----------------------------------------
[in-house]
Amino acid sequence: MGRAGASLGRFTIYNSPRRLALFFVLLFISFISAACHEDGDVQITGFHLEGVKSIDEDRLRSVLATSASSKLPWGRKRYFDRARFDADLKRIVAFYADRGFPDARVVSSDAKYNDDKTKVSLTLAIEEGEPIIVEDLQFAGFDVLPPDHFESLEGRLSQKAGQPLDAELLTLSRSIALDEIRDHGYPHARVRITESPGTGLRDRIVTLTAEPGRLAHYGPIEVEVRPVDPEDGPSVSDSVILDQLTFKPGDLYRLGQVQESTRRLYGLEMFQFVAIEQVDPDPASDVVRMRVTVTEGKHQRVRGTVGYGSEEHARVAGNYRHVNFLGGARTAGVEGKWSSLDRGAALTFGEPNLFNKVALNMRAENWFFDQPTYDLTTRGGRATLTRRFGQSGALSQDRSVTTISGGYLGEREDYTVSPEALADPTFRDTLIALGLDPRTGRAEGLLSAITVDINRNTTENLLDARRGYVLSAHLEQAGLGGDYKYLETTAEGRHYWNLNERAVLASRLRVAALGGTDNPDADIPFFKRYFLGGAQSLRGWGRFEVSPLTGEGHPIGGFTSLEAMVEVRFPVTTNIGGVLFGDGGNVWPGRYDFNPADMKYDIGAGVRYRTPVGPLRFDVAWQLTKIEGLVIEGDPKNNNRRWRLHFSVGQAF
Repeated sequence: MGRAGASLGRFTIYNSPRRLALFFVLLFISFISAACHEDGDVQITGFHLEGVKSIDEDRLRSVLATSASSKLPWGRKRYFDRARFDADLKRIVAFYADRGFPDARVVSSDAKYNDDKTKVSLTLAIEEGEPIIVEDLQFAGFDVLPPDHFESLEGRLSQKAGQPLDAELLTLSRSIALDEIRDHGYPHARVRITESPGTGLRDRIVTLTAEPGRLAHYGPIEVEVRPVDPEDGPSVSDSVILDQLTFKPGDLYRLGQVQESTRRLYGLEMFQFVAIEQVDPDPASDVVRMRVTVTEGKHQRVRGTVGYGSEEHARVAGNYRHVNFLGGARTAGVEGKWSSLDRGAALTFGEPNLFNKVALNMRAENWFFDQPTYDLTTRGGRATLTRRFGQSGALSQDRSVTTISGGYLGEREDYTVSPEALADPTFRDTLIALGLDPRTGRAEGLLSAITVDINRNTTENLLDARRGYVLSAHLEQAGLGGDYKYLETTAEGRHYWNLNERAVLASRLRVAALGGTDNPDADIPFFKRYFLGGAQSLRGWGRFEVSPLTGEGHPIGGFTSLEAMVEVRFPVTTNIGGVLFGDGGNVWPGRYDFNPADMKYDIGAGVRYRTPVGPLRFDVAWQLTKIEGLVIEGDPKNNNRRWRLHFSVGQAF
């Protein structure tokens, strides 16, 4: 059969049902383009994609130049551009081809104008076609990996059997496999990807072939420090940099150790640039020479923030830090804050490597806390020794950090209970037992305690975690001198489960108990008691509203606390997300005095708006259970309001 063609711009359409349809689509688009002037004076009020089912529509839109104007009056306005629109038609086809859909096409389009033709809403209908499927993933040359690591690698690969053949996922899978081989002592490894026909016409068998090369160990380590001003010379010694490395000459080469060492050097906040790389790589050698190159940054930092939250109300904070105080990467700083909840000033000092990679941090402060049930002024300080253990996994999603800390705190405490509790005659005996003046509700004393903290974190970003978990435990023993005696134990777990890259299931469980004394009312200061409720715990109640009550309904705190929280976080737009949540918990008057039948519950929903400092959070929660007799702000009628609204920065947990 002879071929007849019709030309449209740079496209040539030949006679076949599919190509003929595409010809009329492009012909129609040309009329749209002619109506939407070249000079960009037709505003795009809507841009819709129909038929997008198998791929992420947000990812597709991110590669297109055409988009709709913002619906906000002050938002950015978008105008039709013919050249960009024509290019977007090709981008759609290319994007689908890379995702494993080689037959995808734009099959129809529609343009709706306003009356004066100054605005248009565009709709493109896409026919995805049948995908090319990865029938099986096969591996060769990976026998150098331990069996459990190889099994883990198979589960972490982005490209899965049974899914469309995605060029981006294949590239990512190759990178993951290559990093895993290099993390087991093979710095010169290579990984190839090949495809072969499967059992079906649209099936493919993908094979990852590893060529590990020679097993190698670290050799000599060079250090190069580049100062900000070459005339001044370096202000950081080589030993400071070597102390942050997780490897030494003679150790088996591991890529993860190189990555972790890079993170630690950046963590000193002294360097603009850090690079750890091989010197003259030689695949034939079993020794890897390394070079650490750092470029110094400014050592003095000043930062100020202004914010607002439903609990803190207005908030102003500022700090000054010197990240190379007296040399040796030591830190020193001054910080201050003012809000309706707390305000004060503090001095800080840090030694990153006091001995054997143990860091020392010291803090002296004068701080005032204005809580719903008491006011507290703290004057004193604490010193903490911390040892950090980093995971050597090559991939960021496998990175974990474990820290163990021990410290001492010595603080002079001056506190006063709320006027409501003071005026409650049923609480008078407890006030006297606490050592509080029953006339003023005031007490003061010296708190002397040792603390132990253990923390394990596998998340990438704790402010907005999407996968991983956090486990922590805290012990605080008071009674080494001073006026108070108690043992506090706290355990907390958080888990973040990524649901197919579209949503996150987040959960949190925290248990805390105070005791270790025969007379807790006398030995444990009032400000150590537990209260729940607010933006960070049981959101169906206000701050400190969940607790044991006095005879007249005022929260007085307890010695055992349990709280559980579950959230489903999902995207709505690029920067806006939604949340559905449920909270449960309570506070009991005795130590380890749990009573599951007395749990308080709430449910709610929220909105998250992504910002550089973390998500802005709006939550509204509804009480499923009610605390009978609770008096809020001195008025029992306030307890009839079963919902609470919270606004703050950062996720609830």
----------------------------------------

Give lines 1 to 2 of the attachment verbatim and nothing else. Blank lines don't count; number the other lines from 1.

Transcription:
[in-house]
Amino acid sequence: MGRAGASLGRFTIYNSPRRLALFFVLLFISFISAACHEDGDVQITGFHLEGVKSIDEDRLRSVLATSASSKLPWGRKRYFDRARFDADLKRIVAFYADRGFPDARVVSSDAKYNDDKTKVSLTLAIEEGEPIIVEDLQFAGFDVLPPDHFESLEGRLSQKAGQPLDAELLTLSRSIALDEIRDHGYPHARVRITESPGTGLRDRIVTLTAEPGRLAHYGPIEVEVRPVDPEDGPSVSDSVILDQLTFKPGDLYRLGQVQESTRRLYGLEMFQFVAIEQVDPDPASDVVRMRVTVTEGKHQRVRGTVGYGSEEHARVAGNYRHVNFLGGARTAGVEGKWSSLDRGAALTFGEPNLFNKVALNMRAENWFFDQPTYDLTTRGGRATLTRRFGQSGALSQDRSVTTISGGYLGEREDYTVSPEALADPTFRDTLIALGLDPRTGRAEGLLSAITVDINRNTTENLLDARRGYVLSAHLEQAGLGGDYKYLETTAEGRHYWNLNERAVLASRLRVAALGGTDNPDADIPFFKRYFLGGAQSLRGWGRFEVSPLTGEGHPIGGFTSLEAMVEVRFPVTTNIGGVLFGDGGNVWPGRYDFNPADMKYDIGAGVRYRTPVGPLRFDVAWQLTKIEGLVIEGDPKNNNRRWRLHFSVGQAF